A view of the ocean from a cliff edge with large boulders in the foreground

What’s in the Tidepools? – June 2021

What’s In the Tidepools? – June 2021

(NPS Photo/P. Geisler)

Our dedicated volunteers at Cabrillo National Monument take photos of the exciting flora and fauna down in the tidepools! We want to try and capture the wonderful photos that volunteers are taking in the tidepool area. This blog post is published on a monthly basis, but we need your help. We encourage you to contribute by submitting your memorable photos and/or short videos to cnmvipvoice@gmail.com. These can be of tidepool critters, fauna, bluff collapses, sunsets or anything you consider special. Make sure you include who took the photo and the location, if possible. Will you help?

As we move away from the traditional tide pool season that runs from approximately October through May, we will include more photos of other flora and fauna throughout the park.

Here are some highlights from this month!

This time of year Spiny lobster molts are one of the few things that we can share with visitors to give them a tide pool interpretive experience. Most of our best tides occur in the winter months. They still occur in the summer, typically the busier time of year, but just at night.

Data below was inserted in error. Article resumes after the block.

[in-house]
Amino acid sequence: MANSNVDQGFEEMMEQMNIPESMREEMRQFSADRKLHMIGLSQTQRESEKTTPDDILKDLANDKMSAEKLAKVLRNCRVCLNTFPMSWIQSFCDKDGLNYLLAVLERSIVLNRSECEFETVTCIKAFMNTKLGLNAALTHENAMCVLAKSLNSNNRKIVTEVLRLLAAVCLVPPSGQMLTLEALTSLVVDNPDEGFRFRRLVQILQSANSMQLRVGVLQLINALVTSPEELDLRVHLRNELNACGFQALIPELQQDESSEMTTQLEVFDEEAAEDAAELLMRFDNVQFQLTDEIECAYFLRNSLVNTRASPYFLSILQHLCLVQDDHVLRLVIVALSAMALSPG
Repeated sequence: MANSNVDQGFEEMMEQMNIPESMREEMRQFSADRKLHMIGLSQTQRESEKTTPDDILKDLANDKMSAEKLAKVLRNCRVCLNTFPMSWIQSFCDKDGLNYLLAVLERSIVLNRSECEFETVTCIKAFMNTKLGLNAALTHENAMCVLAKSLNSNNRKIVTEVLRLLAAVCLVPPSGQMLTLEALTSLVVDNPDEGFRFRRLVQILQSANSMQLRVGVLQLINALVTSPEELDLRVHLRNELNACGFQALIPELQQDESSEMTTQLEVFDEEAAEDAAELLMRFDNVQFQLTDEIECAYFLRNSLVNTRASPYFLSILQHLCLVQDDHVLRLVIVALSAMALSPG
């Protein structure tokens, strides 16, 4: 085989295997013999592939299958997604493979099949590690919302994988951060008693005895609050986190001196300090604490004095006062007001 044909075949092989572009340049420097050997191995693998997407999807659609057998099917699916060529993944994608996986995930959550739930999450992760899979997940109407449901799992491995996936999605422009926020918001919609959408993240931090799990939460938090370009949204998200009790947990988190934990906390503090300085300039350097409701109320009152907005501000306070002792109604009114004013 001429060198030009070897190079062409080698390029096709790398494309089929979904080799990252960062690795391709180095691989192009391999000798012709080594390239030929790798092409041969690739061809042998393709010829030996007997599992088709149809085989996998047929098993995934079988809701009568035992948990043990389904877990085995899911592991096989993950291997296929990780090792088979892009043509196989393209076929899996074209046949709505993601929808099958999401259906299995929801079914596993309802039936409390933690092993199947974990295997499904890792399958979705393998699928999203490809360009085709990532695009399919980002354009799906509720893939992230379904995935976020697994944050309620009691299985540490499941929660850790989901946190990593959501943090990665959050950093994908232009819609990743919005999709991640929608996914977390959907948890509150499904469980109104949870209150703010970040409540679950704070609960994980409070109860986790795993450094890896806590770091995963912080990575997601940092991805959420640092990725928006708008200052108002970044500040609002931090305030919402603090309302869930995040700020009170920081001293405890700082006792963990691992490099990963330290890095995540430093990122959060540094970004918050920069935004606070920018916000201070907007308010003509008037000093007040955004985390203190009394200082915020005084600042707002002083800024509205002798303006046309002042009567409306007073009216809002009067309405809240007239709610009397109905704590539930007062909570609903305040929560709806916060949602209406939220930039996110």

A red orange cylinder with two long antenna and eight legs.
NPS Photo/P. Raetzman

This is a blooming “Live Forever” plant (Dudleya sp.) along the east side of the road near the Entrane Station.  This succulent is native to California’s coastal cliffs, and a number of the species are considered to be endangered.

A red spindly plant with circular gray leaves resembling an octopus.
NPS Photo/J. Hunt

Ranger Kate rescues a surfboard after a surfer lost control of his board.

A woman picks up a surfboard along a rocky coast.
NPS Photo/D. Wieder

New native plants have been planted along the Coastal Trail to help restore the trail. Thank you to everyone who helped with this!

Small bushes in dirt with a rope barrier in the foreground.
NPS Photo/D. Wieder

Softball sized blobs were spotted on the ocean surface. Ranger Lauren thinks they might be the By the Wind Sailor jelly fish. Earlier this spring, many visitors and TPERPers alike spotted the 3-4 inch specimens washing up (dead) in the tidepools.

White softball sized blobs in foam on top of ocean.
NPS Photo/D. Wieder

TPERP Katrina thought it would be fun to post a side-by-side picture of the ‘Lady Fingers’ (Dudleya edulis) succulent in contrast to the ‘Dead Man’s Fingers’ algae. Lady Fingers can be found along the Coast Trail in the coastal sage scrub, as opposed to Dead Man’s Fingers (Codium fragile) which are found in the low and middle intertidal zones. 

Green finger like terrestrial plant compared to a dark green finger like marine plant.
NPS Photo/K. Gerace

One thing we can say is, there is less trash in the tidepools today than last week. Last Sunday there was an early morning tidepool cleanup during a low tide. Volunteers and staff participated in the event. Over 350 pounds of trash and debris was removed from the tidepools! Thank you to everyone who helped restore and protect the precious resource.

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